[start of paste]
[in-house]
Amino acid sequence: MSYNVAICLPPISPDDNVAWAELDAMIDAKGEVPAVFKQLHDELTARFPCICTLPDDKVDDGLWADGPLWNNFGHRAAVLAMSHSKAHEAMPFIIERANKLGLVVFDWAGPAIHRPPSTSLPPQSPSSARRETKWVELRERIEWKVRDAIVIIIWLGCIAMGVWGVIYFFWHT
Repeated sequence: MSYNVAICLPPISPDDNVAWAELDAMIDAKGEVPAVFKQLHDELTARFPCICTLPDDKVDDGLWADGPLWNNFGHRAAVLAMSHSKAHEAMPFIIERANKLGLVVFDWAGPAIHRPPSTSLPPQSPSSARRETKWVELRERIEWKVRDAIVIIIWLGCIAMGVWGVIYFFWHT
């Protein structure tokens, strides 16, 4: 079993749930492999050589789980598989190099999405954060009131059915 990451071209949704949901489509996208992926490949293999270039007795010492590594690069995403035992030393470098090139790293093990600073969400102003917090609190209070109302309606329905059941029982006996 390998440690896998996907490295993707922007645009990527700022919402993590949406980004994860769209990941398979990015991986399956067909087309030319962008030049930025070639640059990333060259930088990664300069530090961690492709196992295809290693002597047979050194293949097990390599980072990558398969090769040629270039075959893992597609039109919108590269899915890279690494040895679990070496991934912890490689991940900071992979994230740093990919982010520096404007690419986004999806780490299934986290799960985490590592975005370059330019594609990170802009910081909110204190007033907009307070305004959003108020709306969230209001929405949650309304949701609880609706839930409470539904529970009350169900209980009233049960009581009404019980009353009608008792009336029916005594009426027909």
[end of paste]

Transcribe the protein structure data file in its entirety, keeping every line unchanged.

[in-house]
Amino acid sequence: MSYNVAICLPPISPDDNVAWAELDAMIDAKGEVPAVFKQLHDELTARFPCICTLPDDKVDDGLWADGPLWNNFGHRAAVLAMSHSKAHEAMPFIIERANKLGLVVFDWAGPAIHRPPSTSLPPQSPSSARRETKWVELRERIEWKVRDAIVIIIWLGCIAMGVWGVIYFFWHT
Repeated sequence: MSYNVAICLPPISPDDNVAWAELDAMIDAKGEVPAVFKQLHDELTARFPCICTLPDDKVDDGLWADGPLWNNFGHRAAVLAMSHSKAHEAMPFIIERANKLGLVVFDWAGPAIHRPPSTSLPPQSPSSARRETKWVELRERIEWKVRDAIVIIIWLGCIAMGVWGVIYFFWHT
């Protein structure tokens, strides 16, 4: 079993749930492999050589789980598989190099999405954060009131059915 990451071209949704949901489509996208992926490949293999270039007795010492590594690069995403035992030393470098090139790293093990600073969400102003917090609190209070109302309606329905059941029982006996 390998440690896998996907490295993707922007645009990527700022919402993590949406980004994860769209990941398979990015991986399956067909087309030319962008030049930025070639640059990333060259930088990664300069530090961690492709196992295809290693002597047979050194293949097990390599980072990558398969090769040629270039075959893992597609039109919108590269899915890279690494040895679990070496991934912890490689991940900071992979994230740093990919982010520096404007690419986004999806780490299934986290799960985490590592975005370059330019594609990170802009910081909110204190007033907009307070305004959003108020709306969230209001929405949650309304949701609880609706839930409470539904529970009350169900209980009233049960009581009404019980009353009608008792009336029916005594009426027909």